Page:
Depending on how you practice it, you can practice legato and tapping at the same time since tapping is basically right hand legato. If you want to be able to tap with all your right hand fingers you should try running all of your left hand exercises with your right hand, while muting the strings with your left hand to avoid excess noise from strings you aren't playing.
Last edited by Anon17 at Oct 16, 2014,
#6
I can also recommend that book. It's great because it's split up into different sections so you can create your own practice routine using a few exercises from each section. Otherwise you can follow it chapter by chapter (which is recommended as it's more or less like a course rather than a book full of random exercises).
Gear:
Epiphone Les Paul Standard
Godin Velocity
Peavey Vypyr 15 Watt
AMT WH1 Japanese Girl Wah
Marshall BB-2 Boost/OD
Joyo JF-07 Classic Flanger
Joyo JF-37 Analog Chorus
#7
in that book how do you know when to move on from an exercise?
#8
Quote by redd9
in that book how do you know when to move on from an exercise?


With any exercise in any book you move on when you can play it with complete effortlessness.

Effortlessness meaning you no longer have to think about what you're doing. Your fingers just do it because they know how. You've trained them to do it. It sounds clean and professional and you can effectively just listen to yourself play it rather than staring at the fret board to make sure you hit the right notes.

This does NOT simply mean being able to do it. If you're noticing any type of tension in your arms, wrist, or hands, or you screw it up after 2-3 sets or it's sounding choppy, it's not ingrained. You're still thinking about it. It's not fully developed.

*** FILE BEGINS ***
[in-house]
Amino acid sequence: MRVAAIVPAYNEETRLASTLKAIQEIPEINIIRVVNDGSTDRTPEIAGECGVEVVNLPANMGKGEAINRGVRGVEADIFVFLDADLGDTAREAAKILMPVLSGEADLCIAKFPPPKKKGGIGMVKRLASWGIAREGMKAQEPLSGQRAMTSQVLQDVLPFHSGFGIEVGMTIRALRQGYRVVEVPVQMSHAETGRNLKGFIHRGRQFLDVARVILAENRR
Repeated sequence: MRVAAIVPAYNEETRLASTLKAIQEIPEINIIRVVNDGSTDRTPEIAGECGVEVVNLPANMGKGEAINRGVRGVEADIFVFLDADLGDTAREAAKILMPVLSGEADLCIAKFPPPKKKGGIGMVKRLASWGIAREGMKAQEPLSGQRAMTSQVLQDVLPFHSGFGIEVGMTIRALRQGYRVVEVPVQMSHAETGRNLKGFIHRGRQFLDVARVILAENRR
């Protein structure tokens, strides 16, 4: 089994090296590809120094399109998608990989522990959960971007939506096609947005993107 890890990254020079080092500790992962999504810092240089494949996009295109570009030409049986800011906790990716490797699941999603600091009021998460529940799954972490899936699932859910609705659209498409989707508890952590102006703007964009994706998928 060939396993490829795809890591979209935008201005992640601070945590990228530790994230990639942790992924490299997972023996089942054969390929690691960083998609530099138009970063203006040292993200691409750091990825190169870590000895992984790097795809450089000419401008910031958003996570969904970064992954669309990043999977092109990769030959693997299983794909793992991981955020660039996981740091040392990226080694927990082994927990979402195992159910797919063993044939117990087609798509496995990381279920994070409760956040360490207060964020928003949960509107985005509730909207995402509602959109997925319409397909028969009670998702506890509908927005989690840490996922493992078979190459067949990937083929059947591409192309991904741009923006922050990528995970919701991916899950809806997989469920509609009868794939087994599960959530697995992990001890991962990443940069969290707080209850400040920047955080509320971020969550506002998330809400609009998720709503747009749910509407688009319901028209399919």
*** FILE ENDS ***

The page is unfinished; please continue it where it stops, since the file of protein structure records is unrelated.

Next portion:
I've always worked under the assumption that 20 hours (total) of truly focused practice on a single exercise is enough to ingrain that technique into your brain and hands.

It's a good thing to keep in mind that even techniques at drastically different speeds or moving in different directions may need separate 20 hour practices.

Also, it's important to figure out what the exercise is supposed to sound like and to identify common mistakes in technique. Watching some videos online is a great way to do that. There are tons of teachers out there on YouTube that know what they're doing

Now of course, you CAN move on if you're getting bored, but do yourself a favor and add more time when you come back to a certain technique (ex being, don't spend 5 hours on a sweeping exercise, stop, then come back 3 weeks later and expect to only have to practice it 15 hours to master it. Make it 18, or better yet start back at 20).

Someone described it to me as drawing lines in the sand. Every time you practice, you're drawing a line in the sand. Every day the wind blows and fills the line in a little bit with fresh sand. If you draw that line over and over for 20 hours (making the line deeper and deeper), it'll take a lot longer for the sand to fill that line back up.
Last edited by mjones1992 at Oct 20, 2014,
#9
Quote by redd9
in that book how do you know when to move on from an exercise?


When it feels natural to you without thinking about it at your desired speed.

Once the skills gets to you subconscious mind then you can move on as it can not reject only follow the habits you put in while doing the practise of the skills in Speed Mechanics.

Some of the ex will take time to get like 39-50 leading with an upstroke. It took some time for me before that was a natural part of my playing.

You will find that the ex builds on the next ex so its vitally important to start from ex 1 and not skip any of them! You can't do picking without the legato first.
#10
Quote by redd9
in that book how do you know when to move on from an exercise?


At one point it does say 'make sure you can play this exercise at least at xxxBPM to ensure you have a smooth picking motion before moving on'. Other than that it's as the others have said.

It's not about the speed here, it's about the mechanics of speed. You learn and practise what enables you to play fast, not learning fast playing!
Gear:
Epiphone Les Paul Standard
Godin Velocity
Peavey Vypyr 15 Watt
AMT WH1 Japanese Girl Wah
Marshall BB-2 Boost/OD
Joyo JF-07 Classic Flanger
Joyo JF-37 Analog Chorus